It’s the campaign season and with it come the perennial complaints that there is too much money spent on politics, particularly on campaign advertisements. I am skeptical about this claim. Just as democracy is said to be the worst system except all the others, so a structure where candidates and groups can spend large sums to make their positions and that of their opponents known is the worse system of campaigning except for all the others.  In particular, it represents the only system we have for getting information about which candidates support which policies to the many voters who do not focus on politics except at election time and even then are hard to reach.

My book argues that democracy should take advantage of the computational revolution to improve information about policy results. Thus, a system of governance that promotes empirical testing of policies, prediction markets, and dispersed media on the internet, like blogs, can all help us better understand the likely consequences of policy and improve political choices. But to make the most difference, this information must get to voters at the election time.  But many voters are inattentive, particularly in a world that offers far more interesting distractions than politics. It is fact that very little money is spent on political advertising compared to advertising for material goods or for entertainment. Political advertisements must be numerous enough to break through a cacophony of nonpolitical information and that volume requires substantial funds to sustain.

Campaigns  and their advertising outreach are still the best way of reaching voters who mostly disregard politics.  Politicians and their supporters have incentives to inform them about the relevant policies and their consequences. To be sure, they will do so in a biased manner, but their opponents have incentives to correct them and they frequently do, running advertisements that show newspaper articles that debunk false claims. Sadly, the alternative to campaign advertisements is not a policy seminar but a beer commercial.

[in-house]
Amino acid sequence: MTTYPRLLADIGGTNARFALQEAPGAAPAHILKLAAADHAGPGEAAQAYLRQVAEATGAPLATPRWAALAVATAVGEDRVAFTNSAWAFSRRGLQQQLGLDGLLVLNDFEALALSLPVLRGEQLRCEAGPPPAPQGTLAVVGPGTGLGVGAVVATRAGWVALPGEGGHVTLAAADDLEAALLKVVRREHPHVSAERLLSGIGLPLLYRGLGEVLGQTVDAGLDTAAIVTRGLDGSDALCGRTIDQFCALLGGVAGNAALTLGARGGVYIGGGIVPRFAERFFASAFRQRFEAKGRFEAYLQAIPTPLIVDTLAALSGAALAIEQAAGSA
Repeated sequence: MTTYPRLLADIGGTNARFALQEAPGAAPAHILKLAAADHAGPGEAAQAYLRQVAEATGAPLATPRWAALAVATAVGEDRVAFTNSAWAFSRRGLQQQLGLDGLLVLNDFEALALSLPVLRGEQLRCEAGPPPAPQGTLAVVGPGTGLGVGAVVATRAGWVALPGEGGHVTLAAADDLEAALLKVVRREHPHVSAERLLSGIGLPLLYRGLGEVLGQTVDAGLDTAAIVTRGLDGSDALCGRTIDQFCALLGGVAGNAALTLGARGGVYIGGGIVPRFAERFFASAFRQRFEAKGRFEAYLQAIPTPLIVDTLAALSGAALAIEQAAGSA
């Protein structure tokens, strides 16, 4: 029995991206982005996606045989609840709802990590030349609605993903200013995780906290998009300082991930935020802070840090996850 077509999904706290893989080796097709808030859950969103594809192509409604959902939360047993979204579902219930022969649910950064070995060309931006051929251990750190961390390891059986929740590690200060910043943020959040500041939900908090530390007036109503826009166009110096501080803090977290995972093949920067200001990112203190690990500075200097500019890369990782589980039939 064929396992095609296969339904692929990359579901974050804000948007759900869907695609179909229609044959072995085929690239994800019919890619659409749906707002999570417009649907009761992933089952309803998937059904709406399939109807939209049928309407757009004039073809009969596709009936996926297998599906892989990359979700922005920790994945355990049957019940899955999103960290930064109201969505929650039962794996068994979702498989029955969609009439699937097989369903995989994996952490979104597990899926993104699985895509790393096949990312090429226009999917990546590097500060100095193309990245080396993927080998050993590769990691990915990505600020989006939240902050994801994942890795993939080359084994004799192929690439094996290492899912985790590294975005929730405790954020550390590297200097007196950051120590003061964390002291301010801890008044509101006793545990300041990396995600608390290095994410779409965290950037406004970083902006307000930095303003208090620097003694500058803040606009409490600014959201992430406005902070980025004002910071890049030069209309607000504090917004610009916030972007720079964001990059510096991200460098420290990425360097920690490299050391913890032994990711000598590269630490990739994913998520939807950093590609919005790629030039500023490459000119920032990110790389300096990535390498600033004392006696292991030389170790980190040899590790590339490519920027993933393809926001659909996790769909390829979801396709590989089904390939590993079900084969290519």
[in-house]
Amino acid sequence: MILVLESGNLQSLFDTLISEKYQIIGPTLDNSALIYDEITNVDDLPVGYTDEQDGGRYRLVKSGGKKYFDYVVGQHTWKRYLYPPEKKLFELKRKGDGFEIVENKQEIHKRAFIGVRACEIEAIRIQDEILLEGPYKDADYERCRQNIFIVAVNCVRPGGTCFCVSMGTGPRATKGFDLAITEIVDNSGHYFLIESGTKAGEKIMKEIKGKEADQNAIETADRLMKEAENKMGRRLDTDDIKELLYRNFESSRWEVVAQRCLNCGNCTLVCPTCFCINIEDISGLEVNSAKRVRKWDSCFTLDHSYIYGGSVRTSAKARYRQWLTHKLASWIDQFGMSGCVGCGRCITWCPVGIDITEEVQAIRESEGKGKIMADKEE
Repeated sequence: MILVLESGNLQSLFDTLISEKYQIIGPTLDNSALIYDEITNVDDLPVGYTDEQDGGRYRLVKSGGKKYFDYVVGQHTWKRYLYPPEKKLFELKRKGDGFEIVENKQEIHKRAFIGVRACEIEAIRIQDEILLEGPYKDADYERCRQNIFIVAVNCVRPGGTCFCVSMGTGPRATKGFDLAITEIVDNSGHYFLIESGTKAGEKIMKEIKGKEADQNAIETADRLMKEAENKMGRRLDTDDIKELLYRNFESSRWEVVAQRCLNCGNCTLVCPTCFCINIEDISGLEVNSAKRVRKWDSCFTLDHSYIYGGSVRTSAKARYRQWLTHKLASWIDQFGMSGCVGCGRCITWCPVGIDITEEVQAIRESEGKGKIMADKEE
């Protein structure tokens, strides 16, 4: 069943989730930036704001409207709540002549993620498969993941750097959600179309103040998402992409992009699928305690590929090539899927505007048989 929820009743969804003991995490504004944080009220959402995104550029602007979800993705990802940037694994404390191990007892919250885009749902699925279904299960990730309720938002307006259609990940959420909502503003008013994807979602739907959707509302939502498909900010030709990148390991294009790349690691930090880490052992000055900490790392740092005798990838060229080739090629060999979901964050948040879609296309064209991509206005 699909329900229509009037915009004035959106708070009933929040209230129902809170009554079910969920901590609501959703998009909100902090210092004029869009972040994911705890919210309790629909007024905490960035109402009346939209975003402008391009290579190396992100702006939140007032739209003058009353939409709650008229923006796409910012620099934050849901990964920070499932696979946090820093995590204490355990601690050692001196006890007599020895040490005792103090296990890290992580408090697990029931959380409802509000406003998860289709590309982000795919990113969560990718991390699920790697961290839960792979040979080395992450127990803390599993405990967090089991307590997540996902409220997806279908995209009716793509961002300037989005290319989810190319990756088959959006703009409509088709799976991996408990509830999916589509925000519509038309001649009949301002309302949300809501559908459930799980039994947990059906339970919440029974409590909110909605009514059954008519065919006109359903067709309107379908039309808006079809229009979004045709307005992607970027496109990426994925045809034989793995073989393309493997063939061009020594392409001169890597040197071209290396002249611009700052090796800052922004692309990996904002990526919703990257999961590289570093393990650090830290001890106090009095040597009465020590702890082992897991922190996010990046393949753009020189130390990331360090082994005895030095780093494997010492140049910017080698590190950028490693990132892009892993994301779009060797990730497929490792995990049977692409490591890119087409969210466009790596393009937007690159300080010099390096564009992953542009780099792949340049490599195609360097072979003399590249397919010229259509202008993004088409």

In my book I discuss the evidence that political advertisements make people better informed about candidates’ positions on policy.  Better information about policy consequences will not have much effect on voters if it cannot be connected to candidates’ positions on policies.  Political advertisements also directly address policy consequences, such as the state of the economy and its relation to policy. To be sure, they do so in a very rudimentary way, but these messages can be improved as the knowledge about likely the consequences of policies improve.    If empiricism and prediction markets can better evaluate policy results, political advertisements will focus on them more.  A President will be eager to tout that a market’s prediction that his election will lead to more economic growth than his opponent. A mayor will want to make it known that his school program has improved educational outcomes, according to the best empirical studies.   But campaign spending will still be necessary to convey this information by cutting through the clutter of nonpolitical information.

In my next post, I will address three possible downsides of permitting ample private money to pay for political advertisements—lack of disclosure, spending by special interests, and the excessive influence of the wealthy.

 

John O. McGinnis is the George C. Dix Professor of Constitutional Law at Northwestern University.